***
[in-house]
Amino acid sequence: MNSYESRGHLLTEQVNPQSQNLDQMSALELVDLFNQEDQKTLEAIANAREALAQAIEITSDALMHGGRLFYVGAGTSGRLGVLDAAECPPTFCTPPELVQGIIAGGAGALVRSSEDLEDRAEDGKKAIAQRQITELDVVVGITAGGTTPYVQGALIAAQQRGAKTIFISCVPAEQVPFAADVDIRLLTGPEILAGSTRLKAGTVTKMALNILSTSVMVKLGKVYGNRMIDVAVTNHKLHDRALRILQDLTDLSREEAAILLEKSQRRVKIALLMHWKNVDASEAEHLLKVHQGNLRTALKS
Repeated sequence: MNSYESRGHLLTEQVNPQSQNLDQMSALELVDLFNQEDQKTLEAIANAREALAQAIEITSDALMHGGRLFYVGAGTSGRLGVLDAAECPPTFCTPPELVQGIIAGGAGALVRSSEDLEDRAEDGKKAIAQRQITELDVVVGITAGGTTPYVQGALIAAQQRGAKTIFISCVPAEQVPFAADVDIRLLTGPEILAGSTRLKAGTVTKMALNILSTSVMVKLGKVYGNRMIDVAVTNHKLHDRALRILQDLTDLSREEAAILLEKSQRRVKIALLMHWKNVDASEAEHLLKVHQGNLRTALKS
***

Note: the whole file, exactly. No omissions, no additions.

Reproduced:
[in-house]
Amino acid sequence: MNSYESRGHLLTEQVNPQSQNLDQMSALELVDLFNQEDQKTLEAIANAREALAQAIEITSDALMHGGRLFYVGAGTSGRLGVLDAAECPPTFCTPPELVQGIIAGGAGALVRSSEDLEDRAEDGKKAIAQRQITELDVVVGITAGGTTPYVQGALIAAQQRGAKTIFISCVPAEQVPFAADVDIRLLTGPEILAGSTRLKAGTVTKMALNILSTSVMVKLGKVYGNRMIDVAVTNHKLHDRALRILQDLTDLSREEAAILLEKSQRRVKIALLMHWKNVDASEAEHLLKVHQGNLRTALKS
Repeated sequence: MNSYESRGHLLTEQVNPQSQNLDQMSALELVDLFNQEDQKTLEAIANAREALAQAIEITSDALMHGGRLFYVGAGTSGRLGVLDAAECPPTFCTPPELVQGIIAGGAGALVRSSEDLEDRAEDGKKAIAQRQITELDVVVGITAGGTTPYVQGALIAAQQRGAKTIFISCVPAEQVPFAADVDIRLLTGPEILAGSTRLKAGTVTKMALNILSTSVMVKLGKVYGNRMIDVAVTNHKLHDRALRILQDLTDLSREEAAILLEKSQRRVKIALLMHWKNVDASEAEHLLKVHQGNLRTALKS